In his latest blog entry, Dr. Deus Mjungu, Gombe Stream Research Center’s director of chimpanzee research, writes of tracking two chimpanzees at Gombe National Park.
Young chimps learn how to use tools from watching and imitating others.
Because chimpanzees are so biologically and socially similar to humans, they offer us a great deal of insights into our evolutionary past, as well as into our future. As we observe and document the world of chimpanzees, we learn more about our own behaviors and social patterns, our impact on the ecosystem, and even our ability to spread disease.
10 Things to Know About Chimpanzees
- Chimpanzees are one of our closest living relatives. In fact, humans and chimpanzees share 95 to 98 percent of the same DNA!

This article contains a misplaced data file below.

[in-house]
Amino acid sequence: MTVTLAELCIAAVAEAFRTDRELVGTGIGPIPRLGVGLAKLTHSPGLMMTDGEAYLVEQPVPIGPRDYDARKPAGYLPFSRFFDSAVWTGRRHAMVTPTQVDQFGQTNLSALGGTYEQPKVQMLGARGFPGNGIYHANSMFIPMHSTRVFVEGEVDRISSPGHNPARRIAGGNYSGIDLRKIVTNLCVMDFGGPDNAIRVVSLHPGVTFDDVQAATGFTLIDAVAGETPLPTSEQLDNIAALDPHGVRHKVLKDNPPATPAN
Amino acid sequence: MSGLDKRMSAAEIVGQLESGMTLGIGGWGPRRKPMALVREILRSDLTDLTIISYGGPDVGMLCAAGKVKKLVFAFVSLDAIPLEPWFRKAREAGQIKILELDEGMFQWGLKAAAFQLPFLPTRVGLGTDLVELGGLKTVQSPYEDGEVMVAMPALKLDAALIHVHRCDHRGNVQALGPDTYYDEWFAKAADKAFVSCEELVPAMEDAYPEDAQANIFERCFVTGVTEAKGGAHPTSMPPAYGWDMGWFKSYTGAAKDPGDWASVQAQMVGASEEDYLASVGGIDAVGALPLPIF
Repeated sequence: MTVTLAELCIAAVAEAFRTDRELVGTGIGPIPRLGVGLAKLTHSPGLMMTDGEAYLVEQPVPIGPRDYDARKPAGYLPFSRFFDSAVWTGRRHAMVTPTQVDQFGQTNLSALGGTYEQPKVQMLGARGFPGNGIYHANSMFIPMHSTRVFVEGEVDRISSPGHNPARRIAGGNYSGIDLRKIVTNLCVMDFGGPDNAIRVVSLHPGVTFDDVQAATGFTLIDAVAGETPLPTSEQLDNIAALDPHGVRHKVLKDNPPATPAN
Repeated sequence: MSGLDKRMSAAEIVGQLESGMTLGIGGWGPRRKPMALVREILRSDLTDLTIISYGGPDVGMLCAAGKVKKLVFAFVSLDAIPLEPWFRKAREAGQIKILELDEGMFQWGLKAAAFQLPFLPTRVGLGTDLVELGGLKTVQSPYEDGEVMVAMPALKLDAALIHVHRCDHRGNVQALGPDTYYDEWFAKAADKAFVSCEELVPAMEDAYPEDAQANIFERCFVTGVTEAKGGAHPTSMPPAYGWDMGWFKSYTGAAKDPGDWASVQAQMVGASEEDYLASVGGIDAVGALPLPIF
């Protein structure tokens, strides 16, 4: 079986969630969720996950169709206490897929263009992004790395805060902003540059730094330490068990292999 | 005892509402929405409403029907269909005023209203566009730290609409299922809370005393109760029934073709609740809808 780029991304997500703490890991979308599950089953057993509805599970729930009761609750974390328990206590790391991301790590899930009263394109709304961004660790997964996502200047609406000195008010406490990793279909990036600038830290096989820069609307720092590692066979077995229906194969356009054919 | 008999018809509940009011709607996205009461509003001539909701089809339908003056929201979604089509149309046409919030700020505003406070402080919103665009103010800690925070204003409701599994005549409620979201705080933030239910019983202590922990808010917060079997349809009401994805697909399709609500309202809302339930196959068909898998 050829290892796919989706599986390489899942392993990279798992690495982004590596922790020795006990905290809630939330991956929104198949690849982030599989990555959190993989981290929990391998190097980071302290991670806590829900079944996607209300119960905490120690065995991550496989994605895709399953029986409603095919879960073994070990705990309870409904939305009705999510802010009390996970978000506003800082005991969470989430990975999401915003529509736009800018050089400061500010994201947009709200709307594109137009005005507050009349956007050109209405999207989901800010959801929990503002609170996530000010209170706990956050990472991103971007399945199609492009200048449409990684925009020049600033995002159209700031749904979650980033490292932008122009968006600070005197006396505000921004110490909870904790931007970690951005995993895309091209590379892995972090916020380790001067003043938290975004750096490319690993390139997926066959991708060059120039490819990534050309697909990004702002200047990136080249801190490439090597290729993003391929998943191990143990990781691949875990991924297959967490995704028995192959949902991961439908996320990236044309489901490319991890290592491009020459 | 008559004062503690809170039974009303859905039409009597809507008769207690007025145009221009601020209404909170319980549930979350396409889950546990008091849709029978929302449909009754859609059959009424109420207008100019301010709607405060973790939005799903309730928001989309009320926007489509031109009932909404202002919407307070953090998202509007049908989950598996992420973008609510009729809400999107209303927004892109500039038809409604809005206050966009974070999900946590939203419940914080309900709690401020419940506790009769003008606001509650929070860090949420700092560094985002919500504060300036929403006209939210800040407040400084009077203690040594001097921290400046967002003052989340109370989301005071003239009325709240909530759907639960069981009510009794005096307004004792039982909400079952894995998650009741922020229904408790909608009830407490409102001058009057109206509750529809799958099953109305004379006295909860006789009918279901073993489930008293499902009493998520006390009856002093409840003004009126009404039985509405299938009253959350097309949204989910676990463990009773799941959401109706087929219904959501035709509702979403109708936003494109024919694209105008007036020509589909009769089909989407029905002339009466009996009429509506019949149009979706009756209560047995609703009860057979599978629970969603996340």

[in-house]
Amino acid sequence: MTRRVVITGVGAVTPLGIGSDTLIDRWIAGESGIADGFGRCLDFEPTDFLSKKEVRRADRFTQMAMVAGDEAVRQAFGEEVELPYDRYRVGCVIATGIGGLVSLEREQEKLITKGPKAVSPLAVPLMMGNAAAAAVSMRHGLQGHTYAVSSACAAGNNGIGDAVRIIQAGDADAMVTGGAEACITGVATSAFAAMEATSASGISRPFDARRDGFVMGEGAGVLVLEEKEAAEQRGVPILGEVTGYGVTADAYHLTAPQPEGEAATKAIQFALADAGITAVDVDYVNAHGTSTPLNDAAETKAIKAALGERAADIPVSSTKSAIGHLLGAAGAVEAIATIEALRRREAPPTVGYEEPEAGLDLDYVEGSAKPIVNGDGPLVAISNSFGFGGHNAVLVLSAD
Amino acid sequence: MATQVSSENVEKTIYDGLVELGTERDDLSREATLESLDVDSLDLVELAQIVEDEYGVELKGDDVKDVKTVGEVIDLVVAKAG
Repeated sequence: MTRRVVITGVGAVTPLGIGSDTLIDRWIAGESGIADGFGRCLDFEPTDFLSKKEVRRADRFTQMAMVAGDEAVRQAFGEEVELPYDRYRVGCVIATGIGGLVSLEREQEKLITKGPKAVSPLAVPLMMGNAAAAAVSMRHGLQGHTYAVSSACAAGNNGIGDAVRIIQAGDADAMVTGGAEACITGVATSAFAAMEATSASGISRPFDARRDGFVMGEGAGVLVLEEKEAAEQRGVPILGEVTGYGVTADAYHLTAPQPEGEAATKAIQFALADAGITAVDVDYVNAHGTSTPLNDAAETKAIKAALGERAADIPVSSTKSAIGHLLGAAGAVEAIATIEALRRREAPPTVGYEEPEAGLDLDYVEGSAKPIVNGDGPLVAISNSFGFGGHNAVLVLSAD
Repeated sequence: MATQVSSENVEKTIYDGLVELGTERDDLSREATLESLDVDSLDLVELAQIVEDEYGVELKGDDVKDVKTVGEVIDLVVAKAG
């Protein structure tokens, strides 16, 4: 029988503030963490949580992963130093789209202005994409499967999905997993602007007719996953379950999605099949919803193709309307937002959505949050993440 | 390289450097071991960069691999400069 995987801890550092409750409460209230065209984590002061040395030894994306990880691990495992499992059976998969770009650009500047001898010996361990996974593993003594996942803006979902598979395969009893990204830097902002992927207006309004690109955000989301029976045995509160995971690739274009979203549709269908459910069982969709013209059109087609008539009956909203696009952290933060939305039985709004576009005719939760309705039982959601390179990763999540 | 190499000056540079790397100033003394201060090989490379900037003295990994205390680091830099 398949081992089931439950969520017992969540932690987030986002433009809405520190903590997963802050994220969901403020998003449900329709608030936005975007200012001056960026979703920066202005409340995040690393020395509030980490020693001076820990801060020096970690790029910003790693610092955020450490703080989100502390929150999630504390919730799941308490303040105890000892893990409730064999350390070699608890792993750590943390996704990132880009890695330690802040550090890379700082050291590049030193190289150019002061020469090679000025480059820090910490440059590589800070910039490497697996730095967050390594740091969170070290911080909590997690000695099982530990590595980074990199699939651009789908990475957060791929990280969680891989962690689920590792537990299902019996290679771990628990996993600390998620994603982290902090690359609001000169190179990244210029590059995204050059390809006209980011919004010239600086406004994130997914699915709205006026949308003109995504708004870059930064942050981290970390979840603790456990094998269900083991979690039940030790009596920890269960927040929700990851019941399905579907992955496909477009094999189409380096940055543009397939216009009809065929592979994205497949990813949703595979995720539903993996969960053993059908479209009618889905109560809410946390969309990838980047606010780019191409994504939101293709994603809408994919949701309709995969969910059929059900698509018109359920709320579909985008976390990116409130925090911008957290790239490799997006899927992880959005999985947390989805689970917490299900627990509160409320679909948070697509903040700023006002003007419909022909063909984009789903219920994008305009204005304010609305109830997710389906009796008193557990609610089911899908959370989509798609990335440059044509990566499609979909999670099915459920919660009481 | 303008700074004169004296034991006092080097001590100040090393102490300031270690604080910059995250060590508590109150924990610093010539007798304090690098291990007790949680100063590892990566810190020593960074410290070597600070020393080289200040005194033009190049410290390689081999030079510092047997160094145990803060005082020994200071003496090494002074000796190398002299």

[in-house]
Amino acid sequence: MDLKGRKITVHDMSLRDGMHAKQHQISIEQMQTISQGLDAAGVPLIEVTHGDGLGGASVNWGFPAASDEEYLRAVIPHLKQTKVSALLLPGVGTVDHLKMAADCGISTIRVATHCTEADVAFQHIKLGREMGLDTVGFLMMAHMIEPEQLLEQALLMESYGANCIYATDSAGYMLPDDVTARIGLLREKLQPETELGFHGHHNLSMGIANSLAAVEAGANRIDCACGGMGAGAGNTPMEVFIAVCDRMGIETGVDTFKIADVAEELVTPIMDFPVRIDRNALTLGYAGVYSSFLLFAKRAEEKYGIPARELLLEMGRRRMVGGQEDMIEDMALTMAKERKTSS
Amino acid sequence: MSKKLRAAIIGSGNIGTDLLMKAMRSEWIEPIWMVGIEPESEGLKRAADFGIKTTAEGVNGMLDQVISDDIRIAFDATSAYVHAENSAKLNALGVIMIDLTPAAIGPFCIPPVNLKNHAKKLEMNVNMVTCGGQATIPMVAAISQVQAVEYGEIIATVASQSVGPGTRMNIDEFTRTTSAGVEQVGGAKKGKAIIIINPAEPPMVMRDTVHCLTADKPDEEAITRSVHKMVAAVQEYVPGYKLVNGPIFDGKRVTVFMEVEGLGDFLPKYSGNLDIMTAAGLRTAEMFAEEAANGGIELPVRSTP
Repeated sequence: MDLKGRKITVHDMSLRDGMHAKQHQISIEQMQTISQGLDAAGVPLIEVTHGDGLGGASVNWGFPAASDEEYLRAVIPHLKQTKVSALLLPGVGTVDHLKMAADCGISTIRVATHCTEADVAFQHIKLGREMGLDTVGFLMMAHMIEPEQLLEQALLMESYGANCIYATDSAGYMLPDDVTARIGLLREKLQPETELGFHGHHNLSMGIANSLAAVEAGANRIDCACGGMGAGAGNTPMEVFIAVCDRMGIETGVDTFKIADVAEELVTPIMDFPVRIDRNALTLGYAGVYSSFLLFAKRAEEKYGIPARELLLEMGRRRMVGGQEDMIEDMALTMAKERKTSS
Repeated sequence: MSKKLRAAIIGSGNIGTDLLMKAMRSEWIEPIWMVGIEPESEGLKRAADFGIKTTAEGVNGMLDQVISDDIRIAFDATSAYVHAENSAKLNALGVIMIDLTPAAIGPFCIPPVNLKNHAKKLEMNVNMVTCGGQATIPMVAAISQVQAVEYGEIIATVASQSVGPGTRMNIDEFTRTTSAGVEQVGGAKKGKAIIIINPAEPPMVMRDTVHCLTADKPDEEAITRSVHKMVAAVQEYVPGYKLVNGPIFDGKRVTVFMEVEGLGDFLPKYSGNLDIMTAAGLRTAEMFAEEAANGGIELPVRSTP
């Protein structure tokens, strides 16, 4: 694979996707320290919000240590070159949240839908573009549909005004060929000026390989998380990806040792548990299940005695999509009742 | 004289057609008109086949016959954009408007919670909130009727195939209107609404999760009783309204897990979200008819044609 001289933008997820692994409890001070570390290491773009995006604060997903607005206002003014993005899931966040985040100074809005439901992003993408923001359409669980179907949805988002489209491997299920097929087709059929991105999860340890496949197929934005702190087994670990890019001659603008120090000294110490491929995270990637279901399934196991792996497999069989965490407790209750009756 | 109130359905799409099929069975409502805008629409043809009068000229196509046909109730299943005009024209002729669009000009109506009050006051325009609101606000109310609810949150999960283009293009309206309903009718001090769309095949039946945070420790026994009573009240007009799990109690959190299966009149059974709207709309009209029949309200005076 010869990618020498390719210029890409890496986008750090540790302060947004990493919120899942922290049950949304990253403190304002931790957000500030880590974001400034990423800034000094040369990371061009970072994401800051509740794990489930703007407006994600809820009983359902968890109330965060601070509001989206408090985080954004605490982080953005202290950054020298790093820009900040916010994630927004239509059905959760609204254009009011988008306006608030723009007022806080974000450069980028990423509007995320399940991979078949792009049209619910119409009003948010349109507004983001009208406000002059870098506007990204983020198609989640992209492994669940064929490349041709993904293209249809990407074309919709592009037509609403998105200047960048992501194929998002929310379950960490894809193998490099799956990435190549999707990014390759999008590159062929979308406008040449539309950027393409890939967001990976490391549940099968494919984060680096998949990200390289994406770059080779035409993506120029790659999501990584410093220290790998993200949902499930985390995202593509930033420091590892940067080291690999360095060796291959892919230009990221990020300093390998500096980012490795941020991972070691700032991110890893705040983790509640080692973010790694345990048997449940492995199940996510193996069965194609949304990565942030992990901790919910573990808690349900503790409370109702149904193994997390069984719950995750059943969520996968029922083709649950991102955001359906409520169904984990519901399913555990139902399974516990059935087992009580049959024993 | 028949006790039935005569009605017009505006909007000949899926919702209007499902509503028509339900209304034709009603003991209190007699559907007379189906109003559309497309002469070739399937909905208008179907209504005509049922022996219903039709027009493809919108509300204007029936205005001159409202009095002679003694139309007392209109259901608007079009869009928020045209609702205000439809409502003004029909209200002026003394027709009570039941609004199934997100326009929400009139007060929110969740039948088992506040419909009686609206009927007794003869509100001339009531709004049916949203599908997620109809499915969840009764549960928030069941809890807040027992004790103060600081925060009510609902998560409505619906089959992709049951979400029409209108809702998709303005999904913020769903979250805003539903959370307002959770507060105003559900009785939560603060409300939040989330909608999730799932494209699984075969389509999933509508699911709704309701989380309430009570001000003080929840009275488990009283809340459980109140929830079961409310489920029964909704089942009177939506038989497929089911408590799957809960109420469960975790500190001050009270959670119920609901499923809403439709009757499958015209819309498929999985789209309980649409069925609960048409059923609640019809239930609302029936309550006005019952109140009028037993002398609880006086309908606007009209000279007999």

- Chimpanzees make and use tools. In fact, they use more tools for more purposes than any other creature except human beings. Visit the video page to watch videos of tool use at Gombe National Park in Tanzania.
Raising awareness is a powerful means
We stand on the threshold of a future without chimpanzees in the wild.
The IUCN/World Conservation Union Red List of Threatened Species says each of the species of African great apes – chimpanzees, gorillas, and bonobos – as endangered. African apes are largely confined to the relatively intact forests of Equatorial Africa as their last remaining stronghold. Chimpanzees are likely extinct in 4 of their 25 range countries (Gambia, Burkina Faso, Togo and Benin).